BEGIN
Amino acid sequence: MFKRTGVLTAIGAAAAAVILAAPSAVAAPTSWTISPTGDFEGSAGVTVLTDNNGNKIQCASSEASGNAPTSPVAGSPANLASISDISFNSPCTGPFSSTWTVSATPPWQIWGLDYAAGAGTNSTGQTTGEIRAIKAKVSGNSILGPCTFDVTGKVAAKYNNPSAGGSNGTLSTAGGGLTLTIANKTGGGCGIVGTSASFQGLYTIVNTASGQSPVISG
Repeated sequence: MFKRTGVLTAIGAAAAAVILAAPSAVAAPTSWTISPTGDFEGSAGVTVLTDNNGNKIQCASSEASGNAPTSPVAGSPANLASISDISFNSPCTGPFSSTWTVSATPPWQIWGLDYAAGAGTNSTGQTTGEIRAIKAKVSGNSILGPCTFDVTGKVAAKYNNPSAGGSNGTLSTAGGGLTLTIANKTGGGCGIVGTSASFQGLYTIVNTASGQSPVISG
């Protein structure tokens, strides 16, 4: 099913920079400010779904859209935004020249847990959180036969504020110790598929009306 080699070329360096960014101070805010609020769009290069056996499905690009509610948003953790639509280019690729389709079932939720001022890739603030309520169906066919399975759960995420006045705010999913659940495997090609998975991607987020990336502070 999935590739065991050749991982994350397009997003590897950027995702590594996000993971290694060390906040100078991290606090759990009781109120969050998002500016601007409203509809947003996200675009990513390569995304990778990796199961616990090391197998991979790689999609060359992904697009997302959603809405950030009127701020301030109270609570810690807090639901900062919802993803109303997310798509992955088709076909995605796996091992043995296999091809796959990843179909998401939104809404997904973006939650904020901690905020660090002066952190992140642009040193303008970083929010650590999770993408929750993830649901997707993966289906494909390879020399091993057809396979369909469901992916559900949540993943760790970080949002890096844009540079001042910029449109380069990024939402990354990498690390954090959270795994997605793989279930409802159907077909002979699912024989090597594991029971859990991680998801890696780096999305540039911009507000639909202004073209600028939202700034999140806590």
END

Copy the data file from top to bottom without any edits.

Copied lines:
Amino acid sequence: MFKRTGVLTAIGAAAAAVILAAPSAVAAPTSWTISPTGDFEGSAGVTVLTDNNGNKIQCASSEASGNAPTSPVAGSPANLASISDISFNSPCTGPFSSTWTVSATPPWQIWGLDYAAGAGTNSTGQTTGEIRAIKAKVSGNSILGPCTFDVTGKVAAKYNNPSAGGSNGTLSTAGGGLTLTIANKTGGGCGIVGTSASFQGLYTIVNTASGQSPVISG
Repeated sequence: MFKRTGVLTAIGAAAAAVILAAPSAVAAPTSWTISPTGDFEGSAGVTVLTDNNGNKIQCASSEASGNAPTSPVAGSPANLASISDISFNSPCTGPFSSTWTVSATPPWQIWGLDYAAGAGTNSTGQTTGEIRAIKAKVSGNSILGPCTFDVTGKVAAKYNNPSAGGSNGTLSTAGGGLTLTIANKTGGGCGIVGTSASFQGLYTIVNTASGQSPVISG
């Protein structure tokens, strides 16, 4: 099913920079400010779904859209935004020249847990959180036969504020110790598929009306 080699070329360096960014101070805010609020769009290069056996499905690009509610948003953790639509280019690729389709079932939720001022890739603030309520169906066919399975759960995420006045705010999913659940495997090609998975991607987020990336502070 999935590739065991050749991982994350397009997003590897950027995702590594996000993971290694060390906040100078991290606090759990009781109120969050998002500016601007409203509809947003996200675009990513390569995304990778990796199961616990090391197998991979790689999609060359992904697009997302959603809405950030009127701020301030109270609570810690807090639901900062919802993803109303997310798509992955088709076909995605796996091992043995296999091809796959990843179909998401939104809404997904973006939650904020901690905020660090002066952190992140642009040193303008970083929010650590999770993408929750993830649901997707993966289906494909390879020399091993057809396979369909469901992916559900949540993943760790970080949002890096844009540079001042910029449109380069990024939402990354990498690390954090959270795994997605793989279930409802159907077909002979699912024989090597594991029971859990991680998801890696780096999305540039911009507000639909202004073209600028939202700034999140806590």